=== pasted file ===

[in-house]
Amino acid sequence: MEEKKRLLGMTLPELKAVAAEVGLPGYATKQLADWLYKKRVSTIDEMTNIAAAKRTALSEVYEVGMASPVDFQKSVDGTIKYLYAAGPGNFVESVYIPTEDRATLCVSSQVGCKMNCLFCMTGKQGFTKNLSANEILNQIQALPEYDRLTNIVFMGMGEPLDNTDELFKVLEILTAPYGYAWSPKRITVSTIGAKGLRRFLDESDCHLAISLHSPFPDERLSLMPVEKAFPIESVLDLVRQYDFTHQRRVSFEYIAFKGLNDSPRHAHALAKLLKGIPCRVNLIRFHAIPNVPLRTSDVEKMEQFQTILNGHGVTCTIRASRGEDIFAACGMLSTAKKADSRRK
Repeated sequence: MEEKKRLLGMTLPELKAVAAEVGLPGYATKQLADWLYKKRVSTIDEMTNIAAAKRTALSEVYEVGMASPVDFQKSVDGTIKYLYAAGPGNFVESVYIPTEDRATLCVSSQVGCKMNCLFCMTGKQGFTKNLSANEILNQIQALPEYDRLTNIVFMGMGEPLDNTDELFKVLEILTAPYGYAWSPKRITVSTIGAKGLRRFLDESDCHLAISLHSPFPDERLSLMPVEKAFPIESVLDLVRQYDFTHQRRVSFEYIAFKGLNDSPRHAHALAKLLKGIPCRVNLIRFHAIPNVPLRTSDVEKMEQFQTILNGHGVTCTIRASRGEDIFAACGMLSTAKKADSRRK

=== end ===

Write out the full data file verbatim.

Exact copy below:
[in-house]
Amino acid sequence: MEEKKRLLGMTLPELKAVAAEVGLPGYATKQLADWLYKKRVSTIDEMTNIAAAKRTALSEVYEVGMASPVDFQKSVDGTIKYLYAAGPGNFVESVYIPTEDRATLCVSSQVGCKMNCLFCMTGKQGFTKNLSANEILNQIQALPEYDRLTNIVFMGMGEPLDNTDELFKVLEILTAPYGYAWSPKRITVSTIGAKGLRRFLDESDCHLAISLHSPFPDERLSLMPVEKAFPIESVLDLVRQYDFTHQRRVSFEYIAFKGLNDSPRHAHALAKLLKGIPCRVNLIRFHAIPNVPLRTSDVEKMEQFQTILNGHGVTCTIRASRGEDIFAACGMLSTAKKADSRRK
Repeated sequence: MEEKKRLLGMTLPELKAVAAEVGLPGYATKQLADWLYKKRVSTIDEMTNIAAAKRTALSEVYEVGMASPVDFQKSVDGTIKYLYAAGPGNFVESVYIPTEDRATLCVSSQVGCKMNCLFCMTGKQGFTKNLSANEILNQIQALPEYDRLTNIVFMGMGEPLDNTDELFKVLEILTAPYGYAWSPKRITVSTIGAKGLRRFLDESDCHLAISLHSPFPDERLSLMPVEKAFPIESVLDLVRQYDFTHQRRVSFEYIAFKGLNDSPRHAHALAKLLKGIPCRVNLIRFHAIPNVPLRTSDVEKMEQFQTILNGHGVTCTIRASRGEDIFAACGMLSTAKKADSRRK